When sociologist Lisa Wade came to talk about her book American Hookup: The New Culture of Sex on Campus last Monday evening, I honestly expected to have more issue with what she had to say. I expected her research to scorn hookup culture on college campuses — which, in the end, it did — but instead of being wrapped up in archaic morals, social norms and gender roles, Wade’s critique surprised me. I thought it was thoughtful, non-judgmental and comprehensive in addressing the abundant nuances that construct a sexual culture within the college campus’s distinct social environment.
Wade began her lecture by talking through the tangled history of sexuality in America. This included information about the evolution of higher education, in which the emergence of fraternities compelled college to be a “fun” place where people should be drinking and having sex, and about the incomplete feminist revolution. She then explained how the convergence of these histories has produced the hookup culture that exists on many college campuses today. Hookup culture, Wade argued, finds at its foundation an artificial binary between “careless” and “careful” sex. Careful sex is the kind, tender, mutually beneficial, romantic sex you have while in a relationship. Careless sex, as the name would suggest, is the exact opposite: It is competitive, unattached, apathetic and often accompanied by a hazy cloud of alcohol. In a sense, it is supposed to be meaningless. This careless sex, Dr. Wade argued, is the kind of sex the contemporary college hookup culture promotes.
As positively as I view sexual expression and interpersonal sexual relationships, I can’t help but agree with Wade. I see that people on this campus — myself and my friends included — are often left after a hookup with disconcerting questions: “Could there have been more? Should there have been?”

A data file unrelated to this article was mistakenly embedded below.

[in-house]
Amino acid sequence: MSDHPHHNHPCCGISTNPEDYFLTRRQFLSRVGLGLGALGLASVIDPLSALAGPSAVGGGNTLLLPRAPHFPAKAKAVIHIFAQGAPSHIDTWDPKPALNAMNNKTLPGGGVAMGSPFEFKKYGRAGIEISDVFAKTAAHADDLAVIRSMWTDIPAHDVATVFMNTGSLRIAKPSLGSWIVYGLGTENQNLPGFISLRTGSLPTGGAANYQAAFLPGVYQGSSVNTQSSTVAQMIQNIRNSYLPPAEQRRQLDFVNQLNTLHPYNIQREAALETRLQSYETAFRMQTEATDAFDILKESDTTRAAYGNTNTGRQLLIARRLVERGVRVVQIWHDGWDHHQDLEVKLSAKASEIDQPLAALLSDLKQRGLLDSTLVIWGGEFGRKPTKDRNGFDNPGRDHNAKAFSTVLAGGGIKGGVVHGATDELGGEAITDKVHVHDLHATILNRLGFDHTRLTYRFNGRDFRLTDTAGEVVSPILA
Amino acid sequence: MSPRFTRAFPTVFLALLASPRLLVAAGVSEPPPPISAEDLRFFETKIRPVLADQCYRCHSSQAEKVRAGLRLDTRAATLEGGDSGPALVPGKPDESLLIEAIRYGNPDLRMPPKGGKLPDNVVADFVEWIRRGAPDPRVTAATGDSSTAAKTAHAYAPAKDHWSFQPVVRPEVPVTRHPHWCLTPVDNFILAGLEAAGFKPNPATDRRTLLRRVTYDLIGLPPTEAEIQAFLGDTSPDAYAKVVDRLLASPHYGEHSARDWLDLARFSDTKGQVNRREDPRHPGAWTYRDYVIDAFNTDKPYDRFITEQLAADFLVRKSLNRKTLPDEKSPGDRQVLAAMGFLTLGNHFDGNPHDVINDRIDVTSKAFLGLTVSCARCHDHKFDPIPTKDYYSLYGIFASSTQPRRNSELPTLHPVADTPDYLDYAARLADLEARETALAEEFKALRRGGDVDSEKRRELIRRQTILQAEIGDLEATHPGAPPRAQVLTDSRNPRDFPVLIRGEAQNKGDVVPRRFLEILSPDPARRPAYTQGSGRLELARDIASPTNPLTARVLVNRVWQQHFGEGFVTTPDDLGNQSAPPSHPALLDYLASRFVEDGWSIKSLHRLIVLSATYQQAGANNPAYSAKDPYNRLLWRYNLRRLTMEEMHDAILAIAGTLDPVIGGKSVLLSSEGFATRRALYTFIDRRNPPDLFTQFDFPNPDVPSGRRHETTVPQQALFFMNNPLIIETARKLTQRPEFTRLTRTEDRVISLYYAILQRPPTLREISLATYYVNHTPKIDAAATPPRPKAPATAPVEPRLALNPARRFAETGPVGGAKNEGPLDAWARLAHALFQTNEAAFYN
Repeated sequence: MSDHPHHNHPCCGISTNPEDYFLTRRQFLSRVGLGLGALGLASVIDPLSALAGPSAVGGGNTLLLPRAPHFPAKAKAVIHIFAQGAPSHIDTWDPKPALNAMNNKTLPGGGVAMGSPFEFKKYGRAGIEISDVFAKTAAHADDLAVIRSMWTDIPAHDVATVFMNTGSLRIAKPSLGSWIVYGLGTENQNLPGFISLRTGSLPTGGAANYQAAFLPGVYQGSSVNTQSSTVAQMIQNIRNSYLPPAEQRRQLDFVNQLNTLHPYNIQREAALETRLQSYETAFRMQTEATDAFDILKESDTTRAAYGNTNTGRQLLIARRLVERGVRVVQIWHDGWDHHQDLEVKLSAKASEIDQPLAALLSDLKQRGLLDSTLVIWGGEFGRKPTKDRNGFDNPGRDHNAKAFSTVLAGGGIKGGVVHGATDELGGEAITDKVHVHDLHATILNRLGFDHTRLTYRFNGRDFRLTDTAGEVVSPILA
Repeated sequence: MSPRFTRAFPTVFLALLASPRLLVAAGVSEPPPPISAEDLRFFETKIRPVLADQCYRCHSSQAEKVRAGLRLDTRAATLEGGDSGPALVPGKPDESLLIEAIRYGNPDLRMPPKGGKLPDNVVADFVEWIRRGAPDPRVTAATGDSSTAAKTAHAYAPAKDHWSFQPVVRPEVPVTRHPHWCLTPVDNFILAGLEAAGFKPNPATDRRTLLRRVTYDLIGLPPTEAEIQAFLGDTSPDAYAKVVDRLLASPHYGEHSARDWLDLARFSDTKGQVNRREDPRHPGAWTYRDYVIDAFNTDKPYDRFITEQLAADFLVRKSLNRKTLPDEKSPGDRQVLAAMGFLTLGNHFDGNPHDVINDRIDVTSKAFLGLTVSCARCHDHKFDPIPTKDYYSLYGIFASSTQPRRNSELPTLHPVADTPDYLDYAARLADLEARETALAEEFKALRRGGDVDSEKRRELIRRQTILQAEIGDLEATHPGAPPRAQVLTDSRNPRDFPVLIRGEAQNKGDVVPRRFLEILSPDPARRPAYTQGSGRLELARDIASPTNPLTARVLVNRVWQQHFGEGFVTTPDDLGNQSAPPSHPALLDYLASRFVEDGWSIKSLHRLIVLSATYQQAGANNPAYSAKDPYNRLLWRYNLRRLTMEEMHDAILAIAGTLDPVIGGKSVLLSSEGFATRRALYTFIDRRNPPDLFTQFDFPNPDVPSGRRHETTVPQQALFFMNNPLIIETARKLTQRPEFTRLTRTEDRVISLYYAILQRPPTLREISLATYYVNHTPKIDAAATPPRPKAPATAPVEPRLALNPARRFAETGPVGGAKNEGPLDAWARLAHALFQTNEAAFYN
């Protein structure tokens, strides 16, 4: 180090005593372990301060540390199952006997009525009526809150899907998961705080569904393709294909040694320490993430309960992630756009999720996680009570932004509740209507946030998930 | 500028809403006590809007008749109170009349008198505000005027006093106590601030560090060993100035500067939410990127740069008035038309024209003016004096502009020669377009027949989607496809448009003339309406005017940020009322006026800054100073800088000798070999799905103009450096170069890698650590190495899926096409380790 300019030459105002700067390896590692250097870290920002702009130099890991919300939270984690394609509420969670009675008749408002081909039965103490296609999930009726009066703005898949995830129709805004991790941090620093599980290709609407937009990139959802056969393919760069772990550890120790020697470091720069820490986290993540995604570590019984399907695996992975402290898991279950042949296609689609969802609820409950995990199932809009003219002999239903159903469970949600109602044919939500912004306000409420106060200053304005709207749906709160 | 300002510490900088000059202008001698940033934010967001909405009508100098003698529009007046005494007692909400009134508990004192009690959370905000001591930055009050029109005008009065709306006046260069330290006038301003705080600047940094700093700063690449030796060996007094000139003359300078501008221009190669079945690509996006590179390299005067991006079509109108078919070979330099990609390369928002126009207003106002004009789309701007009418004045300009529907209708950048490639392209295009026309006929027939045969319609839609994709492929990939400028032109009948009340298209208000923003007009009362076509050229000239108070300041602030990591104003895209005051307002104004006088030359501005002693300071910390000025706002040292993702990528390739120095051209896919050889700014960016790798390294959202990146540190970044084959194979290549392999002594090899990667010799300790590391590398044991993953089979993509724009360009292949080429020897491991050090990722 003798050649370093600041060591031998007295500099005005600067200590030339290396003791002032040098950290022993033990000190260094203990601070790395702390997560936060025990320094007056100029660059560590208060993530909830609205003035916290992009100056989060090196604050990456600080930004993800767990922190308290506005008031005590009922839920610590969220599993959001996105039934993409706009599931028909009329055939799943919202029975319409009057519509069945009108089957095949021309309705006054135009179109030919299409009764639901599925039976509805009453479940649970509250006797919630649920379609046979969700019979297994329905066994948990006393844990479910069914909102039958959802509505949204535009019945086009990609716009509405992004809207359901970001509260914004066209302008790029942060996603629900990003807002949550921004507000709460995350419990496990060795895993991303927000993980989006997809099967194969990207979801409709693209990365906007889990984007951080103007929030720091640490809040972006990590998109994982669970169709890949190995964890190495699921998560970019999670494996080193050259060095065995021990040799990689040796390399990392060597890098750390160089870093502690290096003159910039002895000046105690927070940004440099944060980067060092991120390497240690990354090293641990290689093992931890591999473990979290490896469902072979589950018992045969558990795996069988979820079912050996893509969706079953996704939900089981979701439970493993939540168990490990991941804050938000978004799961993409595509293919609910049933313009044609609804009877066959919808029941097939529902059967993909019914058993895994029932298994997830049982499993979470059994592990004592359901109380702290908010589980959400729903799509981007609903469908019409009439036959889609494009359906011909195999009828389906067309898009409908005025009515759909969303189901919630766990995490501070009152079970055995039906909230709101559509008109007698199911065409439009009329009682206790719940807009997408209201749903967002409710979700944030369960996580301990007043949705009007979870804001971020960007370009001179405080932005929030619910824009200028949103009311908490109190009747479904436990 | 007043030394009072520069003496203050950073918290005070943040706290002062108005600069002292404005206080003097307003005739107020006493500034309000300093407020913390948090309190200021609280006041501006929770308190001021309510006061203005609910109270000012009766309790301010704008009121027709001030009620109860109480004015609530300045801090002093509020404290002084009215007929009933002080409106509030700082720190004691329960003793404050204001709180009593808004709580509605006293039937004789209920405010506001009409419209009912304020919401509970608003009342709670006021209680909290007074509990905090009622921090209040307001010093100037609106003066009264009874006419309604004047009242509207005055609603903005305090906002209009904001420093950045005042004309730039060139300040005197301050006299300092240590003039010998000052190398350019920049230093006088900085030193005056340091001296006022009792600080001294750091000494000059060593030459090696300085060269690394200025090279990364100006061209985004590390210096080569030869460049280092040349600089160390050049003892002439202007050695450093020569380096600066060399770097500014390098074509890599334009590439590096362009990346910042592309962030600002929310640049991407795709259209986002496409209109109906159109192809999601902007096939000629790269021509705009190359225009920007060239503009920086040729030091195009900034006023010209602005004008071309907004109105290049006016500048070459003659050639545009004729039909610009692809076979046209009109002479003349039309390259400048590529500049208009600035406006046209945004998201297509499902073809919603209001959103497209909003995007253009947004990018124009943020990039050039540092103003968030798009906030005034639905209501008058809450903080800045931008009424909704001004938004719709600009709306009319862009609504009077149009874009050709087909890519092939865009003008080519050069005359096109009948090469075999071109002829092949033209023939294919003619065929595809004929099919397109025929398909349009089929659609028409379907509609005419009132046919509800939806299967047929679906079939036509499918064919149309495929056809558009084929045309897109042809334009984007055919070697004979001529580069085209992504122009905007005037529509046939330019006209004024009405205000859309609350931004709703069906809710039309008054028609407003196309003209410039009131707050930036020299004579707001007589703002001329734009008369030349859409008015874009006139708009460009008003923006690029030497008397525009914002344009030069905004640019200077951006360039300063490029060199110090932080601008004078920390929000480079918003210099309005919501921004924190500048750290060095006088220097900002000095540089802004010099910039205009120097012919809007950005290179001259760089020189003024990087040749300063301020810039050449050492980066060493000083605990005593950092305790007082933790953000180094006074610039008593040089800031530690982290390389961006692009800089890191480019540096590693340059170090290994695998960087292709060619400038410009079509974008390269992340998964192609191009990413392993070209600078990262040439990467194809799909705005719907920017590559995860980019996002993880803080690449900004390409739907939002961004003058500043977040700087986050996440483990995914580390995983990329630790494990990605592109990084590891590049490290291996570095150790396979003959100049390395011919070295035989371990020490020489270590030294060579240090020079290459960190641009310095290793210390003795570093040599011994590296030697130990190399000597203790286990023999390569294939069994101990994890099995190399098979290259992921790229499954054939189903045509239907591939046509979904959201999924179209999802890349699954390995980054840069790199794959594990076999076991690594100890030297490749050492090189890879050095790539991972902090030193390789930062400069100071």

I know this isn’t how everyone feels. For some people, this type of sex is just what they want and need. But, as Wade explained, the approximately 15 percent of college students who genuinely enjoy everything about hookup culture are generally those who are more socially advantaged — often, white, male, able-bodied and straight — and therefore find themselves at the top of the “erotic hierarchy.” That leaves a lot of unnecessary work and sexual disappointment for the rest of us.
The solution to the issues highlighted by Wade is not to cease casual sex altogether. Rather, I agree with Wade, in that the way we hook up should change. I believe that people are intrinsically meant to care about one another, and that this instinct should always translate into what goes on in the bedroom, whether or not you’re in a relationship. In fact, it takes more work to pretend you are uninterested and detached from the people with whom you hook up. Ultimately, it is natural and mutually beneficial to emotionally invest in your sexual partners. Being kind to both yourself and your partner when you’re hooking up doesn’t have to mean you’re “Kenyon married.” I think it just makes us all feel a little more human.
Emmerson Mirus ’21 is a Spanish and sociology major from Madison, Wis. You can contact her at firstname.lastname@example.org.